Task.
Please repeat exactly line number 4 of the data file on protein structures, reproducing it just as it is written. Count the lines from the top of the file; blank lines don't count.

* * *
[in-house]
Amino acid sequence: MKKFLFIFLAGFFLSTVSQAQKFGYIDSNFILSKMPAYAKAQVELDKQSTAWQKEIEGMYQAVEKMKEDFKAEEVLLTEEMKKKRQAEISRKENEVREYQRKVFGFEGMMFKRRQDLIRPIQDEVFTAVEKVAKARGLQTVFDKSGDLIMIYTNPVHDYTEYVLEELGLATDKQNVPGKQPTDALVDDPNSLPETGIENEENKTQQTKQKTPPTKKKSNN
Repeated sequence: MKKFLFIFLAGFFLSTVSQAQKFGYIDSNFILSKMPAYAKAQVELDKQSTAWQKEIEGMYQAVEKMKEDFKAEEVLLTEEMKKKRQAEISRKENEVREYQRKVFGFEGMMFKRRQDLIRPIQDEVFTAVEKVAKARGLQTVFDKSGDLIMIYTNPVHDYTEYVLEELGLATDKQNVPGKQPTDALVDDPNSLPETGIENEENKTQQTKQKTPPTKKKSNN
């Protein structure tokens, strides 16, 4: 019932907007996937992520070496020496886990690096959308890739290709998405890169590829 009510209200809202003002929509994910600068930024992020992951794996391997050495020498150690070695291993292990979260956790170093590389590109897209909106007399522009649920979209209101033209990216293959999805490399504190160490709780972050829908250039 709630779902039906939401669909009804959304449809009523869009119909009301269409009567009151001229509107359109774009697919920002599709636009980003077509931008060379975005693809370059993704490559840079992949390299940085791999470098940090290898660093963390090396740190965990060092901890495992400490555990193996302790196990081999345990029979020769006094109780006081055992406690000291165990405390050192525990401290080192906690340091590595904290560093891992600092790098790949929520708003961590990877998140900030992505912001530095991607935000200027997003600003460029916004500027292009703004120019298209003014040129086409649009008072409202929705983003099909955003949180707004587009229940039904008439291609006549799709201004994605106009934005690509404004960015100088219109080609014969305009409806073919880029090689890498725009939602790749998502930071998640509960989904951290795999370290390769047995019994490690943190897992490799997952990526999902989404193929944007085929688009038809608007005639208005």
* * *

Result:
């Protein structure tokens, strides 16, 4: 019932907007996937992520070496020496886990690096959308890739290709998405890169590829 009510209200809202003002929509994910600068930024992020992951794996391997050495020498150690070695291993292990979260956790170093590389590109897209909106007399522009649920979209209101033209990216293959999805490399504190160490709780972050829908250039 709630779902039906939401669909009804959304449809009523869009119909009301269409009567009151001229509107359109774009697919920002599709636009980003077509931008060379975005693809370059993704490559840079992949390299940085791999470098940090290898660093963390090396740190965990060092901890495992400490555990193996302790196990081999345990029979020769006094109780006081055992406690000291165990405390050192525990401290080192906690340091590595904290560093891992600092790098790949929520708003961590990877998140900030992505912001530095991607935000200027997003600003460029916004500027292009703004120019298209003014040129086409649009008072409202929705983003099909955003949180707004587009229940039904008439291609006549799709201004994605106009934005690509404004960015100088219109080609014969305009409806073919880029090689890498725009939602790749998502930071998640509960989904951290795999370290390769047995019994490690943190897992490799997952990526999902989404193929944007085929688009038809608007005639208005």